2 points
  21. This is a great room to play in, its been properly sound treated due to it being a live music venue. This system crushes in this space
    2 points
  22. Skhorns in Norway...Nice. Thanks for the video link. I would use the Eminence or the 21DS115 as alternatives to the 21Ipal in this cab.
    2 points
  23. I've finally built my first self- designed subwoofer. I decided to go for the 15DS115, ~90L net Volume and big ports with 3D adapted flares. The difficult part was actually to make the front small enough that the ports fit within the depth of the speaker, while trying to get as much flare area as possible. A simple 40mm flare radius would have made the front much larger. Tuning was more or less a blind shot. The vents were removable and I tryed 3 different lenghts before they and the back panel were glued. As I ran out of time, I measured just some short sweeps in REW, trying to tell the tuning frequency from the SPL and phase graph and then cut some cm off the vent pipe Tuning should be somewhere at 38 Hz now, but that's just what I can tell from the Rew measurements. I put more than 90 hours into the design, but therefore it is a n enjoyment to put all the parts together and see how perfectly all of it fits. I havn't really tested them to their limit, they are way to overpowered as monitor subwoofer, but I'm looking forward to hear and mwasure what they are capable of. https://www.dropbox.com/sh/frit8jmum8ptds3/AADfJ97ODnKO5Y4Gz1iBtawva?dl=0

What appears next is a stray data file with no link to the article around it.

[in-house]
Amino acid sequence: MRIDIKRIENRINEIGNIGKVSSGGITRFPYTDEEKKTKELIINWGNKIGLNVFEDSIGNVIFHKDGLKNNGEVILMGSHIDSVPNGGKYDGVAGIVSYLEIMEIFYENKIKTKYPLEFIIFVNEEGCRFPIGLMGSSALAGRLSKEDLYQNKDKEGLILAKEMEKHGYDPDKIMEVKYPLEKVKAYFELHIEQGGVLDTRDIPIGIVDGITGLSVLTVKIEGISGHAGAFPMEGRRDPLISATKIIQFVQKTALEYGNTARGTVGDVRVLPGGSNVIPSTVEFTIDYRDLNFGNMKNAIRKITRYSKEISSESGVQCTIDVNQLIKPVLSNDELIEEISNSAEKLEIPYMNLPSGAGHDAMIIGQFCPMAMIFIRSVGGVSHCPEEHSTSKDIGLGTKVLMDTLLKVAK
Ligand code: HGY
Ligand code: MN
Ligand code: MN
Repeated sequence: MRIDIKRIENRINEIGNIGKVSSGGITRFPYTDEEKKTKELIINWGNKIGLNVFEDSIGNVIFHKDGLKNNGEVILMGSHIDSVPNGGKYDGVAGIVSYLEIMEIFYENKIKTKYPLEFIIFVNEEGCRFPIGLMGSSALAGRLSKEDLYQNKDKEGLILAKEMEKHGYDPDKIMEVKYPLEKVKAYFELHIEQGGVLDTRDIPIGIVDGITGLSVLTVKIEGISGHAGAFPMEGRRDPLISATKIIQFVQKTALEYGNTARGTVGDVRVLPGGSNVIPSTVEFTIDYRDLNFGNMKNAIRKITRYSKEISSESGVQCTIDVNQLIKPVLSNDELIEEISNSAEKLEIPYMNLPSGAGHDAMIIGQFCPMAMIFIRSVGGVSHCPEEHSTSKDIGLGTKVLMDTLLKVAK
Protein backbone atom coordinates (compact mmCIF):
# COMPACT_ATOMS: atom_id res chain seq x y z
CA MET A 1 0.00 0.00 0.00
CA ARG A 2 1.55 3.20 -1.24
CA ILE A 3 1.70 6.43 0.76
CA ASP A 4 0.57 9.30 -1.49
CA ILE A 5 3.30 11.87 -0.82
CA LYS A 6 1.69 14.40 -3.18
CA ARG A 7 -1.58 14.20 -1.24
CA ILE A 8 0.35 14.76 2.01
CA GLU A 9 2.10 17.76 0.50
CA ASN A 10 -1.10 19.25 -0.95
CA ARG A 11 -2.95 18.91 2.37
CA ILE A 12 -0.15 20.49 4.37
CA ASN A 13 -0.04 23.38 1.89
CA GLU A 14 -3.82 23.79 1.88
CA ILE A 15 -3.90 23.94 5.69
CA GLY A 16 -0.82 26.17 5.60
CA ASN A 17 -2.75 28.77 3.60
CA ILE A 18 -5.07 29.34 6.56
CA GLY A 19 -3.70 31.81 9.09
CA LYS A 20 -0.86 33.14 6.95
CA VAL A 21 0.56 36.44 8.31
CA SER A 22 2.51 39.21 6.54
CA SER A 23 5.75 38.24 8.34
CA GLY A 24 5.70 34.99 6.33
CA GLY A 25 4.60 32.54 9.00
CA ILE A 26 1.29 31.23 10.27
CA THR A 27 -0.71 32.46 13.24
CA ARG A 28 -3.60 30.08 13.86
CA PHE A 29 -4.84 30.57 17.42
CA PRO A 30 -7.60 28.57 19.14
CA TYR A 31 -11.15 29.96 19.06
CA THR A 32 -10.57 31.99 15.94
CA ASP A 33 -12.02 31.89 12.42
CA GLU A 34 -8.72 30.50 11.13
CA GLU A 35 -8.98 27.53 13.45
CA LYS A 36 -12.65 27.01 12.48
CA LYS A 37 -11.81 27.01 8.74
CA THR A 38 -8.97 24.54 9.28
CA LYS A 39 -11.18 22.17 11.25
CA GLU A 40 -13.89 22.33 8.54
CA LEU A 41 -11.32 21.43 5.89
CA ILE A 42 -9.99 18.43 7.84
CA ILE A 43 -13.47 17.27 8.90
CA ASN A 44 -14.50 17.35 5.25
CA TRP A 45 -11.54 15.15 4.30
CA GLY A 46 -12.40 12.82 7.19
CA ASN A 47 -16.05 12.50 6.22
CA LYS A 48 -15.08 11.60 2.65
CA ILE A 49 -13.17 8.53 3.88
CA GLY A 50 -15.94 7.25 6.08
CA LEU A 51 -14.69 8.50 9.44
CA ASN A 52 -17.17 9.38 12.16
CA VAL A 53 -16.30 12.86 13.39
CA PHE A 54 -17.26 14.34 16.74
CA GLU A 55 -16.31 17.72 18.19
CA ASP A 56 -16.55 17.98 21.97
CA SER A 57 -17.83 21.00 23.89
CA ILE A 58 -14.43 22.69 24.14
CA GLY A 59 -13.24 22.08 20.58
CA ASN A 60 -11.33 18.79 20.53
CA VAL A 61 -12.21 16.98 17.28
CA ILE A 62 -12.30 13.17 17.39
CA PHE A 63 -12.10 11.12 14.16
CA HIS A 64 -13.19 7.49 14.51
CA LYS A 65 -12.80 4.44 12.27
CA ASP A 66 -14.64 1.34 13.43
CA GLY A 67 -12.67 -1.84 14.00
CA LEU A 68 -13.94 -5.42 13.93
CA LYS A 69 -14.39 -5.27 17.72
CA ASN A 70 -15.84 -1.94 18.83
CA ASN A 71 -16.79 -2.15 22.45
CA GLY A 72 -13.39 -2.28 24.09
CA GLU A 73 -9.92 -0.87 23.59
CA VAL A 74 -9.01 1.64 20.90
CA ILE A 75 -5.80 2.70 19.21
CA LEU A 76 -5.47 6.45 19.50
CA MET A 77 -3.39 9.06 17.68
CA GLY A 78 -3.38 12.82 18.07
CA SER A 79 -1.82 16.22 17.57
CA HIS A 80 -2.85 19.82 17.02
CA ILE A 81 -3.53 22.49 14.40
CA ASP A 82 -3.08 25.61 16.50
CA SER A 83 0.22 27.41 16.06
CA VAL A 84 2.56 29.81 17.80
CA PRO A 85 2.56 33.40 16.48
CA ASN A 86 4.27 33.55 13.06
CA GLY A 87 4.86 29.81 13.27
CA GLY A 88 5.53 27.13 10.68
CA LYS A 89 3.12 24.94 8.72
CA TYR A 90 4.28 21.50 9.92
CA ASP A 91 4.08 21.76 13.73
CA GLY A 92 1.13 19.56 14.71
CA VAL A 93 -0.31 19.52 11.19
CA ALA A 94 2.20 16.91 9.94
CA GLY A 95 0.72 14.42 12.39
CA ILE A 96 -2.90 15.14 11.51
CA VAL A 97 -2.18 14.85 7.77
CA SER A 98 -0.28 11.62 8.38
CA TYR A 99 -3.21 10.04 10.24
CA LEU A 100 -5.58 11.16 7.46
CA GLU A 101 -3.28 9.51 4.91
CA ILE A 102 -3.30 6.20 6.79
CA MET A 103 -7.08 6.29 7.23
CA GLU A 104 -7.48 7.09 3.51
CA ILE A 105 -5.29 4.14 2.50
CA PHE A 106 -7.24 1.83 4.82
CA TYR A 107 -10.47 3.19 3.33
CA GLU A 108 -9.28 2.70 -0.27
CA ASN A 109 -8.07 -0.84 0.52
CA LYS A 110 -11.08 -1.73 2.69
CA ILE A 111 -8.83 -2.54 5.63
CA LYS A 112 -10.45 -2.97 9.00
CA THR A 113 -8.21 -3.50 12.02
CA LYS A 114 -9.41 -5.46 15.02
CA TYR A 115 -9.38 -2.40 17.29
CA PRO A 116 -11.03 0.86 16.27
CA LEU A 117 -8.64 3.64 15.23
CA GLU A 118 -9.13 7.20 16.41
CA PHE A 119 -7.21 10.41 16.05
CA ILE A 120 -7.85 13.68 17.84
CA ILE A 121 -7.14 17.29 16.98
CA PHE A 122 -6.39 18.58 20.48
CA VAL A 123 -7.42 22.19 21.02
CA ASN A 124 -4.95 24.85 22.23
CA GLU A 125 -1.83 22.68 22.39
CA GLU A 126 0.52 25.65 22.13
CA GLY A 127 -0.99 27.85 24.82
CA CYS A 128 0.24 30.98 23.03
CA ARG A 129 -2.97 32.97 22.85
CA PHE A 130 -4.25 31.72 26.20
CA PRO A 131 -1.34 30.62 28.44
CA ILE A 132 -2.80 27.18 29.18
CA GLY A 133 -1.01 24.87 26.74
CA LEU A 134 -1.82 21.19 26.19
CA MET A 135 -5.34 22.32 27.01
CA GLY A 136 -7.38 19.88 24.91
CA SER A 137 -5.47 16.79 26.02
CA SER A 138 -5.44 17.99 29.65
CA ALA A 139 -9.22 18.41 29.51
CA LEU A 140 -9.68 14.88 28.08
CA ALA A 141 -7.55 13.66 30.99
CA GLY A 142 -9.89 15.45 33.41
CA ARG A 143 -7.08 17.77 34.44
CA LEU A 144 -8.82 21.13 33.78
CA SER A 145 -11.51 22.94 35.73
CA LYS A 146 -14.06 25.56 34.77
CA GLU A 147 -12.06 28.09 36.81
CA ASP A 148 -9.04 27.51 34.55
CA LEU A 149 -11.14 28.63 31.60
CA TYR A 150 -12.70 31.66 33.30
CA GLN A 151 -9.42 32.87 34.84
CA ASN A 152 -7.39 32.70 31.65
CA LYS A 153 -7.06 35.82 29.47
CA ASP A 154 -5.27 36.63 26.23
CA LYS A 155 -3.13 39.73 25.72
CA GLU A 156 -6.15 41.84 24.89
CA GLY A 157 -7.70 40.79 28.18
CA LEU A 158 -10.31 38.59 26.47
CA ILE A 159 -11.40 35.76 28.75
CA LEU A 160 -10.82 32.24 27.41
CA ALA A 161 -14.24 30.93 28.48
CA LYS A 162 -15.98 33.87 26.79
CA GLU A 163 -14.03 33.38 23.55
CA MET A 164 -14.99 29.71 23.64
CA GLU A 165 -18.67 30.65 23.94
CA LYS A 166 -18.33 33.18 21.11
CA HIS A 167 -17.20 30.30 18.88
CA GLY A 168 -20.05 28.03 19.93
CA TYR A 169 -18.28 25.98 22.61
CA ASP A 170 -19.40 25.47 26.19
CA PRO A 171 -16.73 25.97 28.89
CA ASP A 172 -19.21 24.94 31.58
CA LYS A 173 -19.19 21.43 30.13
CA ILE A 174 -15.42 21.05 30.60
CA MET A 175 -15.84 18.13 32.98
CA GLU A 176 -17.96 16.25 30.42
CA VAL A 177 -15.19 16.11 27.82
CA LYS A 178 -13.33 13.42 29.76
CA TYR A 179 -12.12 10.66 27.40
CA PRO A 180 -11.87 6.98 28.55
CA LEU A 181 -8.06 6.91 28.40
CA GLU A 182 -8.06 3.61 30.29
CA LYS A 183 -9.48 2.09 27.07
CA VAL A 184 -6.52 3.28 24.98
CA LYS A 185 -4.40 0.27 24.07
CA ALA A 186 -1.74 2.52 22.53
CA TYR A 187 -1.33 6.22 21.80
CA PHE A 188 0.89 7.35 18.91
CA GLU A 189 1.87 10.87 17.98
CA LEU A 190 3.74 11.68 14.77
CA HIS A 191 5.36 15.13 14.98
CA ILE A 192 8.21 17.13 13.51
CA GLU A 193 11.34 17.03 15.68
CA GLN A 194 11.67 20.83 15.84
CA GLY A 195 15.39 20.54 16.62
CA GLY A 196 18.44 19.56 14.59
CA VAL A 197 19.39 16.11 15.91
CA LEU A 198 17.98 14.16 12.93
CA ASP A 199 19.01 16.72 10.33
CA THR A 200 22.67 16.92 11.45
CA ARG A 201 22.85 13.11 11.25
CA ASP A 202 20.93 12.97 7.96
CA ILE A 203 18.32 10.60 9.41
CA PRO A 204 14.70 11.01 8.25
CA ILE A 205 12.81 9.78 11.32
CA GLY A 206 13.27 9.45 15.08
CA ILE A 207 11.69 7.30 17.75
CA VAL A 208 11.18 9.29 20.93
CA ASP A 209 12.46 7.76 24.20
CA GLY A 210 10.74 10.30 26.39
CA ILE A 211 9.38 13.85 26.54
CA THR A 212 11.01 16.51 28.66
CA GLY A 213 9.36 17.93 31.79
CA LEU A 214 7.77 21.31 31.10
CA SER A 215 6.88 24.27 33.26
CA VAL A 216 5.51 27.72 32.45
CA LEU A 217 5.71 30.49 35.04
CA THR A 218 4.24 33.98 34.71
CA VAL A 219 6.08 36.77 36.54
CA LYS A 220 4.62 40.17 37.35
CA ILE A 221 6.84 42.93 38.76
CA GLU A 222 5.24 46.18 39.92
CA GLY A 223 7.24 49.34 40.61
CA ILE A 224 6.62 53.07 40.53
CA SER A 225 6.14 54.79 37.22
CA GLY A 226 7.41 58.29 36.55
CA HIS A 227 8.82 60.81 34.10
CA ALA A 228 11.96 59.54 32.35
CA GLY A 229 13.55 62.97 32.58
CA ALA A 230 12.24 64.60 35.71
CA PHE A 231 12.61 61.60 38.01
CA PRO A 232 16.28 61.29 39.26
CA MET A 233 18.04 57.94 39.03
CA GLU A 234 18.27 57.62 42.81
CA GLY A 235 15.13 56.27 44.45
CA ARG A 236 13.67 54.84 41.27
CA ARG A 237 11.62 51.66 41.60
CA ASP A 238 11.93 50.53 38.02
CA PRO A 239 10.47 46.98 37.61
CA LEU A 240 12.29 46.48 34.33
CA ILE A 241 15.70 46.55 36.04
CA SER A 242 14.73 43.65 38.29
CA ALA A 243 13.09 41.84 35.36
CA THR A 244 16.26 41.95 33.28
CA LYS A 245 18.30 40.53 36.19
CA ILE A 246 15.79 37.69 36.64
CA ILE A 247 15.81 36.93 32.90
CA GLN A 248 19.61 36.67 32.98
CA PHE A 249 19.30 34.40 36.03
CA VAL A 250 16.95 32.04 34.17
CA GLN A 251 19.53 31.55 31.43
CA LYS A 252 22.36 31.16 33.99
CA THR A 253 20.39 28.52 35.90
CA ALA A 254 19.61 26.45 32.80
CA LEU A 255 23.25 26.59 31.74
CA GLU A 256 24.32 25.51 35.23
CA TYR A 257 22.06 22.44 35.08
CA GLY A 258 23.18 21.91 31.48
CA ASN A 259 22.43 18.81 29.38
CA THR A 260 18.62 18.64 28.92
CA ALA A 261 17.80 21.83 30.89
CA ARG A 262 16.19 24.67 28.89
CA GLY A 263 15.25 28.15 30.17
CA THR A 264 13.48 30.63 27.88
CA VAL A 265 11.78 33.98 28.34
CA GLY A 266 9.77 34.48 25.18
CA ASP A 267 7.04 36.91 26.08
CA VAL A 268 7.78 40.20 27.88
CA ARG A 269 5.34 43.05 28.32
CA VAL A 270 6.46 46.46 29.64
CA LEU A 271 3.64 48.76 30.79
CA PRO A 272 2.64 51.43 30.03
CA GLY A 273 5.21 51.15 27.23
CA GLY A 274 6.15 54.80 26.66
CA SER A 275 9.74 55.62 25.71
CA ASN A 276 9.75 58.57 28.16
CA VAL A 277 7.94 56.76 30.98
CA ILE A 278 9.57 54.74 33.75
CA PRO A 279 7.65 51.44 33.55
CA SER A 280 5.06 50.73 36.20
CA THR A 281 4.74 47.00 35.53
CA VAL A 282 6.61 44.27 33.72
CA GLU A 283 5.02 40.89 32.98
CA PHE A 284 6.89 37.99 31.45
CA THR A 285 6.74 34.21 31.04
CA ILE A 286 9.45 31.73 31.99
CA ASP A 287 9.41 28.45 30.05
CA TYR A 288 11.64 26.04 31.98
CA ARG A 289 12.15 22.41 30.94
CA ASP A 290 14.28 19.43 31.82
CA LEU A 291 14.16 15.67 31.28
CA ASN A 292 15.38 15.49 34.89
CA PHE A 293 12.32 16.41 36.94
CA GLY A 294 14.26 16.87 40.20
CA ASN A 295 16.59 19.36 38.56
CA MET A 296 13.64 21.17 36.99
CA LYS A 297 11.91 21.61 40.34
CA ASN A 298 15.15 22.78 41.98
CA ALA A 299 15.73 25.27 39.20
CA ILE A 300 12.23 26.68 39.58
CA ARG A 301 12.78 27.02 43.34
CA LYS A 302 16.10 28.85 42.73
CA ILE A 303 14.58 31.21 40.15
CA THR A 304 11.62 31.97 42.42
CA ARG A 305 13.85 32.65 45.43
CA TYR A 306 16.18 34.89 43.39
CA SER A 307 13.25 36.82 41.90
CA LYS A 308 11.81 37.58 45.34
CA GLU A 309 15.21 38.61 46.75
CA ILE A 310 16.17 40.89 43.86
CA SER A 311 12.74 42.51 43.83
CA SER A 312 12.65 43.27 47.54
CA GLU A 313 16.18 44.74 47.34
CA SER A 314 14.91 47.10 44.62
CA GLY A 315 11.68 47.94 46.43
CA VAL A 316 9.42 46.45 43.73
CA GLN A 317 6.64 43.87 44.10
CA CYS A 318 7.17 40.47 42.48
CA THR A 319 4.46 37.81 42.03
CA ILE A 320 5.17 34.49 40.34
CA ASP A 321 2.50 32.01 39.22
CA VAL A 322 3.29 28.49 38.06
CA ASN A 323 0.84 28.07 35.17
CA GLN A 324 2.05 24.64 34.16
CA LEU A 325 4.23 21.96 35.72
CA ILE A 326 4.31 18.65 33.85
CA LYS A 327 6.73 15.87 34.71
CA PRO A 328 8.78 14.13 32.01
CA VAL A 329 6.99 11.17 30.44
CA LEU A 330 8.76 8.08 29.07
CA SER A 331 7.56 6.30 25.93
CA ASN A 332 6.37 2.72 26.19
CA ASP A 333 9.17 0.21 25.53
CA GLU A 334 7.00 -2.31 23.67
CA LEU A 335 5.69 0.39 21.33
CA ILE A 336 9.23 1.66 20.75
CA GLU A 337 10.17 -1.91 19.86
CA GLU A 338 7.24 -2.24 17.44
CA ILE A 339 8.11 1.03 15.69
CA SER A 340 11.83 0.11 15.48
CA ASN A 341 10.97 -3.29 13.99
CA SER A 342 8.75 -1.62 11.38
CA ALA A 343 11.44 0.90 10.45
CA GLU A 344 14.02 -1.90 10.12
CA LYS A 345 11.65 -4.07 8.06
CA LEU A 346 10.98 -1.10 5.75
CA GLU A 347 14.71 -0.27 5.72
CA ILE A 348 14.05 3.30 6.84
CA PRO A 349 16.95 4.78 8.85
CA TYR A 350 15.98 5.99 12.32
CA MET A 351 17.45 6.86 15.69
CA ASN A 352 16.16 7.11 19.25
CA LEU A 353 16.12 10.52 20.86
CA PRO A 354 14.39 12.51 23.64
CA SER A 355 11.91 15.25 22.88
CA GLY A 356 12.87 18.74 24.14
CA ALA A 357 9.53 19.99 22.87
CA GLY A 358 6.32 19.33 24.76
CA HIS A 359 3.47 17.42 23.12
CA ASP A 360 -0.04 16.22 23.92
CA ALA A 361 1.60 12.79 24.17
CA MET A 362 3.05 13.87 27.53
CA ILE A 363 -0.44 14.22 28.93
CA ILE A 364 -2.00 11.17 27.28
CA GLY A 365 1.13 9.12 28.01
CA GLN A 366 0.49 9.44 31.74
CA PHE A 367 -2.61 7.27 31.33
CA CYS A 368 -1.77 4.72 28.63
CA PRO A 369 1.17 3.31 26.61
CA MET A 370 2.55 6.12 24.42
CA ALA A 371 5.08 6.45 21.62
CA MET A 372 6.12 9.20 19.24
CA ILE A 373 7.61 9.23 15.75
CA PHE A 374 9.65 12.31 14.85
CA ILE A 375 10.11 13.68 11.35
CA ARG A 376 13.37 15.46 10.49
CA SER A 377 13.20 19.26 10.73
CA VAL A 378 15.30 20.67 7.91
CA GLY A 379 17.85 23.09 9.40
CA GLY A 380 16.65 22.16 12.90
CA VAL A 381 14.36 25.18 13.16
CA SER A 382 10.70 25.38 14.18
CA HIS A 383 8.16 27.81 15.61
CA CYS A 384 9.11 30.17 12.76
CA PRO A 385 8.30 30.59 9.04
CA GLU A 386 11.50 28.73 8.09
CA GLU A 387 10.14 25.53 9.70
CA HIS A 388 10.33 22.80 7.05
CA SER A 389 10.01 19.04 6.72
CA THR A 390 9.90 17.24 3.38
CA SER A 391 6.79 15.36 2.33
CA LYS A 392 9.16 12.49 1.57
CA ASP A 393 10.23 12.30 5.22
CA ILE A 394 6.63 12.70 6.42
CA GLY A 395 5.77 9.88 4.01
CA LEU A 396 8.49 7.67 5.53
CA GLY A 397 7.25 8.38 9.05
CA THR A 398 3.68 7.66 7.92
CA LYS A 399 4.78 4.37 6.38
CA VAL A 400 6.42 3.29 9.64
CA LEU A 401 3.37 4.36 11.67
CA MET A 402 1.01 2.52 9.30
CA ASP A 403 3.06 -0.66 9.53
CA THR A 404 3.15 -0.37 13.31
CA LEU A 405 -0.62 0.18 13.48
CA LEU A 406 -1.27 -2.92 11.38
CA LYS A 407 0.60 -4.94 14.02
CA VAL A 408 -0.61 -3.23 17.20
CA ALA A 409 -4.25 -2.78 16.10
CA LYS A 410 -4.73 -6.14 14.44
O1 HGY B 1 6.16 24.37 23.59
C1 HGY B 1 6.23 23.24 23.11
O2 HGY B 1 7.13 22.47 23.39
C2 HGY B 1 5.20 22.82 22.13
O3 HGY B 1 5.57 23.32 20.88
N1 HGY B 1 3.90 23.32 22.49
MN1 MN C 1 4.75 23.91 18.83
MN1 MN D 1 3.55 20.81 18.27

2 points
  24. This is the whole rig for now, I don’t think I’ll be adding anything more until we see what the future looks like…. Fucking covid. It’s perfectly balanced as is, I’d need more danley’s to keep up to more Skrams so the next leap would be expensive Haha. first time running it in a block like this, we melted some faces off, bass for days holy shit https://youtu.be/Bp4opVAjbZ4
    2 points
  25. Yeah it's heading back toward lockdown quickly here. I've already had a tour (performing not doing sound) canceled and a few spot dates with other bands that are likely to be canceled. Tour was billed right when things opened back up and reversed direction almost immediately. I've got a lot of friends who work as stage hands, or sound engineers and it's been devastating for them. It's a tough time to be a performing artist, bar or sound provider. Hell any type of person who makes a living from public gatherings.
    2 points
  26. Cone flex can be a problem but only in drivers not designed adequately for high pressure applications. It has not been a problem with any of the cab designs I've made/tested/used with 18" or larger drivers. There is a reason that modern high power sub drivers have a heavy mms and stiff suspensions. It is required for strength, control and power handling. The cone on a larger diameter driver must be stronger / thicker than a smaller diameter unit, the voice coils are massive to handle large power inputs, the suspensions are stiffer and heavier to keep things centered and prevent overshoot, fight against gravity over time, etc. Most pro audio and car audio subs are built to take a lot of abuse. This is why a pro audio 15" woofer might have a MMS of 80g but a true subwoofer might have an mms >250g. Even though the 2 might have a similar FS and Xmax rating or even power handling, they are still suited to different jobs. The 80g 15" woofer is not going to fare as well in a FLH or other high output high pressure loading.